An initially wet contact filter paper test (IW-CFPT) and an initially dry contact filter paper test (ID-CFPT) were used to examine the wetting paths of geosynthetic clay liners, including non-contact filter paper tests for comparative purposes. The CFPTs were applied to both geosynthetic clay liner faces to examine the effect of geotextile type on capillary contact. The non-woven geotextile face was found to be more likely to cause capillary breaks than the woven geotextile face. Both IW- and ID-CFPTs were found to be applicable to geosynthetic clay liners within their accurate upper matric suction measurement limits of 146 kPa and 66 kPa, respectively.
Heat exchanger pile foundations have a great potential of providing space heating and cooling to built structures. This technology is a variant of vertical borehole heat exchangers. A heat exchanger pile has heat absorber pipes firmly attached to its reinforcement cage. Heat carrier fluid circulates inside the pipes to transfer heat energy between the piles and the surrounding ground. Borehole heat exchangers technology is well established but the heat exchanger pile technology is relatively new and requires further investigation of its heat transfer process. The heat transfer process that affects the thermal performance of a heat exchanger pile system is highly dependent on the thermal conductivity of the surrounding ground. This paper presents a numerical prediction of a thermal conductivity ground profile based on a field heating test conducted on a heat exchanger pile. The thermal conductivity determined from the numerical simulation was compared with the ones evaluated from field and laboratory experiments. It was found that the thermal conductivity quantified numerically was in close agreement with the laboratory test results, whereas it differed from the field experimental value.
Shallow geothermal heat exchangers integrated in structural pile foundations have the capability of being an efficient and costeffective solution to cater for the energy demand for heating and cooling of built structures. However, limited information is available on the effects of temperature on the geothermal energy pile load capacity. This paper discusses a field pile test aimed at assessing the impact of thermomechanical loads on the shaft capacity of a geothermal energy pile. The full-scale in situ geothermal energy pile equipped with ground loops for heating/cooling and multilevel Osterberg cells for static load testing was installed at Monash University, Melbourne, Australia in a sandy profile. Strain gauges, thermistors, and displacement transducers were also installed to study the behavior of the energy pile during the thermal and mechanical loading periods. It has been found that the pile shaft capacity increased after the pile was heated and returned to the initial capacity (i.e., initial conditions) when the pile was allowed to cool naturally. This indicated that no losses in pile shaft capacity were observed after heating and cooling cycles. A variance in average vertical thermal strains was observed along the upper section of the pile shaft at the end of the heating periods. These were almost fully recovered at the end of the cooling periods, indicating that they are of an elastic nature. Pile average circumferential strains were found to be relatively uniform at the end of the heating and cooling periods and did not change with depth. They, also, were fully recovered during the cooling period. It was also observed that the increase of temperature during the heating periods prompted the pile shaft to expand radially. Subsequently, as the pile cooled down, the pile shaft slowly contracted and returned closely to its original condition, suggesting a thermoelastic behavior.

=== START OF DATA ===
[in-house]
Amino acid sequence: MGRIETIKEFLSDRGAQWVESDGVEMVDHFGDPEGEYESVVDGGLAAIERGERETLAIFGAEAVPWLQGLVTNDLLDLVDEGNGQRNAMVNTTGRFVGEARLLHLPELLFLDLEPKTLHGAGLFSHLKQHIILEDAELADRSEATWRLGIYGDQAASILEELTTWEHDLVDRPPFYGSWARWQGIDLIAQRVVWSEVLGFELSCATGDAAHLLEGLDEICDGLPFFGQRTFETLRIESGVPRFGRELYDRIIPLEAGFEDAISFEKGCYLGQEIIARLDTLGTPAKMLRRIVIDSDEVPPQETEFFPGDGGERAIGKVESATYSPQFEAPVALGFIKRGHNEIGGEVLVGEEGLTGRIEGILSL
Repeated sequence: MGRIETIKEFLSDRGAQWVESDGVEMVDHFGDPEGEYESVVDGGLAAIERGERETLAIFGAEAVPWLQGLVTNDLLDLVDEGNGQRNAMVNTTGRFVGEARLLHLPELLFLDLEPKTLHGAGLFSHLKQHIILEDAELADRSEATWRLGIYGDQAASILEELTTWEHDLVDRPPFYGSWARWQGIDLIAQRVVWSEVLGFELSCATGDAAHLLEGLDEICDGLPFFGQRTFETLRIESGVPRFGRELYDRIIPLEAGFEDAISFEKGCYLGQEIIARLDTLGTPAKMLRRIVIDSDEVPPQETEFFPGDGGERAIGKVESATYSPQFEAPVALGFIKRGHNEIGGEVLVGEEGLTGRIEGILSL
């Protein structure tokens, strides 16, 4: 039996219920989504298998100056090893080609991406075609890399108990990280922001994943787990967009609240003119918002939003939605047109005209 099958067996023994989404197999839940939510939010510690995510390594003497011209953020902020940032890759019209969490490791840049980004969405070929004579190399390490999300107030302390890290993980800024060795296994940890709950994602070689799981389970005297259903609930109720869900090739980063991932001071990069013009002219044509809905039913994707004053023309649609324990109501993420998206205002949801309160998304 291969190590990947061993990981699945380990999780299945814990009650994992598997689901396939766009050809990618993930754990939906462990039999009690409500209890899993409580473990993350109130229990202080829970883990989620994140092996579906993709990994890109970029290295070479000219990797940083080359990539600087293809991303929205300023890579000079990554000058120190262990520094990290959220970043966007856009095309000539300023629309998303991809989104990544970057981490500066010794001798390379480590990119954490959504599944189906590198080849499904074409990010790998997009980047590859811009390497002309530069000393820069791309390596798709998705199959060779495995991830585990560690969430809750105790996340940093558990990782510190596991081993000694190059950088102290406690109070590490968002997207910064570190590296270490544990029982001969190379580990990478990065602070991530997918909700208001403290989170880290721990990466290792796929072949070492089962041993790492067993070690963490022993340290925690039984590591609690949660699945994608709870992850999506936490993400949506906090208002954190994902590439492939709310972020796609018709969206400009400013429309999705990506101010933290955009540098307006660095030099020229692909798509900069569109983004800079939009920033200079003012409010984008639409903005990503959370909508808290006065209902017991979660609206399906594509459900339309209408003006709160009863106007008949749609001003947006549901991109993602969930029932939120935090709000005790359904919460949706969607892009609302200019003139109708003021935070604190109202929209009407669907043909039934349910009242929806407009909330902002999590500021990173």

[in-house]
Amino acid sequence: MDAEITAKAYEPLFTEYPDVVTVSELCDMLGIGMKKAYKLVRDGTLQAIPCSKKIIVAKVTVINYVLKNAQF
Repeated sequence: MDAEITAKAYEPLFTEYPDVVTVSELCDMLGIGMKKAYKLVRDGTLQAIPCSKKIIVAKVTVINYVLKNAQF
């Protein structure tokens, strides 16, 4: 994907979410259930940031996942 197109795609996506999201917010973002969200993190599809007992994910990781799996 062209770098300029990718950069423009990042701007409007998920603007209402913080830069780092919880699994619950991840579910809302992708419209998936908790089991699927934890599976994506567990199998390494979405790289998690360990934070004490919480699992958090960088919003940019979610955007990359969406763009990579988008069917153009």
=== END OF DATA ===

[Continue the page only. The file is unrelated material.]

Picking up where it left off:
Movement of fluids in the unsaturated zone plays an important role in many geoenvironmental engineering problems. Examples include cover and basal liner systems for waste containment facilities where geosynthetics are widely used, amongst many other examples. This paper highlights the importance of assessing the unsaturated characteristics of geosynthetics and their influence on the behaviour of engineered systems where soils and geosynthetics interact under unsaturated conditions. It includes information on the water retention curve and hydraulic conductivity function of geosynthetics such as geotextiles and geosynthetic clay liners (GCLs) with particular focus on capillary barriers, liner performance under elevated temperatures, and interface friction respectively. Mechanisms involved in the development of capillary barriers are evaluated to explain the storage of water at the interface between materials with contrasting hydraulic conductivity (e.g. a fine-grained soil and a nonwoven geotextile). Potential desiccation of GCLs is explained in the light of an application in a liquid waste impoundment.